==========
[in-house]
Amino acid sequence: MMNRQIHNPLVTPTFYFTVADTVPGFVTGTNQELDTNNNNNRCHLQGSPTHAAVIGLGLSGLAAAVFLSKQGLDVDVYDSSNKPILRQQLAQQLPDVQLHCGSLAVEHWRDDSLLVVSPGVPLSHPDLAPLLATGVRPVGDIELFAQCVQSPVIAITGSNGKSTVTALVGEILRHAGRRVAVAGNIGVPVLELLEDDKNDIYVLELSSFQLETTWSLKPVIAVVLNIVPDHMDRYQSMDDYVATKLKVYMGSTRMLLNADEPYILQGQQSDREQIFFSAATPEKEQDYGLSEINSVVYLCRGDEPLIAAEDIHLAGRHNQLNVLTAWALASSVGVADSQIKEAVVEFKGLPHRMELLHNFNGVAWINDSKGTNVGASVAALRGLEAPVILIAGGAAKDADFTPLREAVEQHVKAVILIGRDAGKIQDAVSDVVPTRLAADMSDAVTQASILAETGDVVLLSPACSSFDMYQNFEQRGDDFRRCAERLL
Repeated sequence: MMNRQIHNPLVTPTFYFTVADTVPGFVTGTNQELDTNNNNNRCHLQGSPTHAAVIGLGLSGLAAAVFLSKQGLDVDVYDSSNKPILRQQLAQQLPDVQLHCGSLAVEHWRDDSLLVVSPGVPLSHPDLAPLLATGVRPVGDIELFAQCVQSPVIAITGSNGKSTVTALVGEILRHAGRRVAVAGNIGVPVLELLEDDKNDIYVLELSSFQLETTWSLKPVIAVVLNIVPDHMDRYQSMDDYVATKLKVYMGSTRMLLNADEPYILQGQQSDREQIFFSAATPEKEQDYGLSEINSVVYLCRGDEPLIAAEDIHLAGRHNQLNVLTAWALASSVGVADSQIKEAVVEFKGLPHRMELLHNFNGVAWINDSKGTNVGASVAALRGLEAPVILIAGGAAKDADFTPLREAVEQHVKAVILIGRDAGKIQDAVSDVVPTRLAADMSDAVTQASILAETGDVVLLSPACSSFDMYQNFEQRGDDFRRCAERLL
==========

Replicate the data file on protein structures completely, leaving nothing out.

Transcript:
[in-house]
Amino acid sequence: MMNRQIHNPLVTPTFYFTVADTVPGFVTGTNQELDTNNNNNRCHLQGSPTHAAVIGLGLSGLAAAVFLSKQGLDVDVYDSSNKPILRQQLAQQLPDVQLHCGSLAVEHWRDDSLLVVSPGVPLSHPDLAPLLATGVRPVGDIELFAQCVQSPVIAITGSNGKSTVTALVGEILRHAGRRVAVAGNIGVPVLELLEDDKNDIYVLELSSFQLETTWSLKPVIAVVLNIVPDHMDRYQSMDDYVATKLKVYMGSTRMLLNADEPYILQGQQSDREQIFFSAATPEKEQDYGLSEINSVVYLCRGDEPLIAAEDIHLAGRHNQLNVLTAWALASSVGVADSQIKEAVVEFKGLPHRMELLHNFNGVAWINDSKGTNVGASVAALRGLEAPVILIAGGAAKDADFTPLREAVEQHVKAVILIGRDAGKIQDAVSDVVPTRLAADMSDAVTQASILAETGDVVLLSPACSSFDMYQNFEQRGDDFRRCAERLL
Repeated sequence: MMNRQIHNPLVTPTFYFTVADTVPGFVTGTNQELDTNNNNNRCHLQGSPTHAAVIGLGLSGLAAAVFLSKQGLDVDVYDSSNKPILRQQLAQQLPDVQLHCGSLAVEHWRDDSLLVVSPGVPLSHPDLAPLLATGVRPVGDIELFAQCVQSPVIAITGSNGKSTVTALVGEILRHAGRRVAVAGNIGVPVLELLEDDKNDIYVLELSSFQLETTWSLKPVIAVVLNIVPDHMDRYQSMDDYVATKLKVYMGSTRMLLNADEPYILQGQQSDREQIFFSAATPEKEQDYGLSEINSVVYLCRGDEPLIAAEDIHLAGRHNQLNVLTAWALASSVGVADSQIKEAVVEFKGLPHRMELLHNFNGVAWINDSKGTNVGASVAALRGLEAPVILIAGGAAKDADFTPLREAVEQHVKAVILIGRDAGKIQDAVSDVVPTRLAADMSDAVTQASILAETGDVVLLSPACSSFDMYQNFEQRGDDFRRCAERLL